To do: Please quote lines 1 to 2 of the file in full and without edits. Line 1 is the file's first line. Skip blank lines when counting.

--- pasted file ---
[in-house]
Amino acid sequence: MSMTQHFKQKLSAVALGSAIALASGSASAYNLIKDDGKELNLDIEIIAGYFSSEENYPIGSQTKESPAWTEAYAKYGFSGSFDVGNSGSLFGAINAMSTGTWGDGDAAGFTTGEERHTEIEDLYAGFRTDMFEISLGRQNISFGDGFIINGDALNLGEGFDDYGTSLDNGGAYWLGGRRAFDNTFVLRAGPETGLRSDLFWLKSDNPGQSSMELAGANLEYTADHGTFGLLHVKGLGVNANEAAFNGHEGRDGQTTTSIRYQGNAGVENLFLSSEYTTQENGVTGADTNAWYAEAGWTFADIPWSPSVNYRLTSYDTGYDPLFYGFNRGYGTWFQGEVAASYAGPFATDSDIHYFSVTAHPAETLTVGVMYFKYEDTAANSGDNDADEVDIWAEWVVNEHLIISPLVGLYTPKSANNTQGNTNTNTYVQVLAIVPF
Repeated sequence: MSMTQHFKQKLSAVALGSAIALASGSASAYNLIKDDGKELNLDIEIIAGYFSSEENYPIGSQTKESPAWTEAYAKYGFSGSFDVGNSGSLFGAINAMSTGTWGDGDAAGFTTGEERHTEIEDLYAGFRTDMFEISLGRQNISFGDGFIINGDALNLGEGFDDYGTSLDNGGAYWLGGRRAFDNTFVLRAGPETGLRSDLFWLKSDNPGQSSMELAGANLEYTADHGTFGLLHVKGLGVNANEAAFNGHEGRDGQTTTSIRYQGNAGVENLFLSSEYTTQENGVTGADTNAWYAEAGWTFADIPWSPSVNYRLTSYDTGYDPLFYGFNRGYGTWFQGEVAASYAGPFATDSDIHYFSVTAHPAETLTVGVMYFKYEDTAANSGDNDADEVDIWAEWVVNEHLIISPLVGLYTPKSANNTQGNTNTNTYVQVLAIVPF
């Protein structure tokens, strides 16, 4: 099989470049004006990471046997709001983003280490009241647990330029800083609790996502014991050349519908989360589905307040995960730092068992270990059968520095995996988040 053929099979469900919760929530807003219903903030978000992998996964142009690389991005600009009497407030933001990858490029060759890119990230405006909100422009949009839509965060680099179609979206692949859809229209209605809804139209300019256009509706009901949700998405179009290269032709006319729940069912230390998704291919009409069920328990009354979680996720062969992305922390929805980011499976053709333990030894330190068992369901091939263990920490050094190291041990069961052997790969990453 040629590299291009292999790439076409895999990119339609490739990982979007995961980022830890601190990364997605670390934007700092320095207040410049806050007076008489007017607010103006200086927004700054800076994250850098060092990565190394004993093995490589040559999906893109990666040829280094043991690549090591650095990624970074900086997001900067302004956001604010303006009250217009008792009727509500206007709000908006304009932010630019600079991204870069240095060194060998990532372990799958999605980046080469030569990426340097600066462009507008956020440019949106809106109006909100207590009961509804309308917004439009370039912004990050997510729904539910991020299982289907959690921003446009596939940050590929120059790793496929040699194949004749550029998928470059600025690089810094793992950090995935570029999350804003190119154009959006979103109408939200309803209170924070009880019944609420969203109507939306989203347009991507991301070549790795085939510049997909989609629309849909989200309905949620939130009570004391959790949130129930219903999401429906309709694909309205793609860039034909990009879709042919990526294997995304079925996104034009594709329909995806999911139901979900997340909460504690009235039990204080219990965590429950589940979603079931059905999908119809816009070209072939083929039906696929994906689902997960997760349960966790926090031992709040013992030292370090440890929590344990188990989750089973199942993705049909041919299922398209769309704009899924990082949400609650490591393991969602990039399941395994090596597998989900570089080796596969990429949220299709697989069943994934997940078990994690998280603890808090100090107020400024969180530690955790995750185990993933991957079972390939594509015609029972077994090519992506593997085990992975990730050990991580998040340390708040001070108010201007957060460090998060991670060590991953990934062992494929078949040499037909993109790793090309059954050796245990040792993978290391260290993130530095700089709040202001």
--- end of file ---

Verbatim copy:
[in-house]
Amino acid sequence: MSMTQHFKQKLSAVALGSAIALASGSASAYNLIKDDGKELNLDIEIIAGYFSSEENYPIGSQTKESPAWTEAYAKYGFSGSFDVGNSGSLFGAINAMSTGTWGDGDAAGFTTGEERHTEIEDLYAGFRTDMFEISLGRQNISFGDGFIINGDALNLGEGFDDYGTSLDNGGAYWLGGRRAFDNTFVLRAGPETGLRSDLFWLKSDNPGQSSMELAGANLEYTADHGTFGLLHVKGLGVNANEAAFNGHEGRDGQTTTSIRYQGNAGVENLFLSSEYTTQENGVTGADTNAWYAEAGWTFADIPWSPSVNYRLTSYDTGYDPLFYGFNRGYGTWFQGEVAASYAGPFATDSDIHYFSVTAHPAETLTVGVMYFKYEDTAANSGDNDADEVDIWAEWVVNEHLIISPLVGLYTPKSANNTQGNTNTNTYVQVLAIVPF